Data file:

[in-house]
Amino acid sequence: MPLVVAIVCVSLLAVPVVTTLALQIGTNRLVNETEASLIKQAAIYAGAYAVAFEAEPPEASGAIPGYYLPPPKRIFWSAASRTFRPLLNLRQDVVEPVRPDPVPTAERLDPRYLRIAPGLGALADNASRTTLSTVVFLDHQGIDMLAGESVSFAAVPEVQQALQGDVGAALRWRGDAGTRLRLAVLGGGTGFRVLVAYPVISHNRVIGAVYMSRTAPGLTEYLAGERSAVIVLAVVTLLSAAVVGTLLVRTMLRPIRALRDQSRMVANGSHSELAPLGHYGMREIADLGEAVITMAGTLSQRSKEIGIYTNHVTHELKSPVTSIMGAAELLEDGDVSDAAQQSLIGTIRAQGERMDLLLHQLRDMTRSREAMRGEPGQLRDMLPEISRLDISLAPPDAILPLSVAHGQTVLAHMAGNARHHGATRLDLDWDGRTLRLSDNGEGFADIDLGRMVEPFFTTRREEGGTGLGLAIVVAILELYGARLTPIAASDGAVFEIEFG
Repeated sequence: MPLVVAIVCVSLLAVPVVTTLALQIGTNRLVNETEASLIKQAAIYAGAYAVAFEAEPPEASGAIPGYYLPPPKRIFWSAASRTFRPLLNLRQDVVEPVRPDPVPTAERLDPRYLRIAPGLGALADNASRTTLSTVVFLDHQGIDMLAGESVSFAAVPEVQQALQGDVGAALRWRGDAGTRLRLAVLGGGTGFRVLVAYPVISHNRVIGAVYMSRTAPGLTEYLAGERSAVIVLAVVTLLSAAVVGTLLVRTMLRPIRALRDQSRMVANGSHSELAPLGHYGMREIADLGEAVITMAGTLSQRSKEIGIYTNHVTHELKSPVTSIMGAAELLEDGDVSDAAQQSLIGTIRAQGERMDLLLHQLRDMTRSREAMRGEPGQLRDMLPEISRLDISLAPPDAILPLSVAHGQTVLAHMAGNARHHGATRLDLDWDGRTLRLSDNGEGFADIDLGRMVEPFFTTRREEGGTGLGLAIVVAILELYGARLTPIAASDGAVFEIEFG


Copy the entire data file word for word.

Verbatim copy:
[in-house]
Amino acid sequence: MPLVVAIVCVSLLAVPVVTTLALQIGTNRLVNETEASLIKQAAIYAGAYAVAFEAEPPEASGAIPGYYLPPPKRIFWSAASRTFRPLLNLRQDVVEPVRPDPVPTAERLDPRYLRIAPGLGALADNASRTTLSTVVFLDHQGIDMLAGESVSFAAVPEVQQALQGDVGAALRWRGDAGTRLRLAVLGGGTGFRVLVAYPVISHNRVIGAVYMSRTAPGLTEYLAGERSAVIVLAVVTLLSAAVVGTLLVRTMLRPIRALRDQSRMVANGSHSELAPLGHYGMREIADLGEAVITMAGTLSQRSKEIGIYTNHVTHELKSPVTSIMGAAELLEDGDVSDAAQQSLIGTIRAQGERMDLLLHQLRDMTRSREAMRGEPGQLRDMLPEISRLDISLAPPDAILPLSVAHGQTVLAHMAGNARHHGATRLDLDWDGRTLRLSDNGEGFADIDLGRMVEPFFTTRREEGGTGLGLAIVVAILELYGARLTPIAASDGAVFEIEFG
Repeated sequence: MPLVVAIVCVSLLAVPVVTTLALQIGTNRLVNETEASLIKQAAIYAGAYAVAFEAEPPEASGAIPGYYLPPPKRIFWSAASRTFRPLLNLRQDVVEPVRPDPVPTAERLDPRYLRIAPGLGALADNASRTTLSTVVFLDHQGIDMLAGESVSFAAVPEVQQALQGDVGAALRWRGDAGTRLRLAVLGGGTGFRVLVAYPVISHNRVIGAVYMSRTAPGLTEYLAGERSAVIVLAVVTLLSAAVVGTLLVRTMLRPIRALRDQSRMVANGSHSELAPLGHYGMREIADLGEAVITMAGTLSQRSKEIGIYTNHVTHELKSPVTSIMGAAELLEDGDVSDAAQQSLIGTIRAQGERMDLLLHQLRDMTRSREAMRGEPGQLRDMLPEISRLDISLAPPDAILPLSVAHGQTVLAHMAGNARHHGATRLDLDWDGRTLRLSDNGEGFADIDLGRMVEPFFTTRREEGGTGLGLAIVVAILELYGARLTPIAASDGAVFEIEFG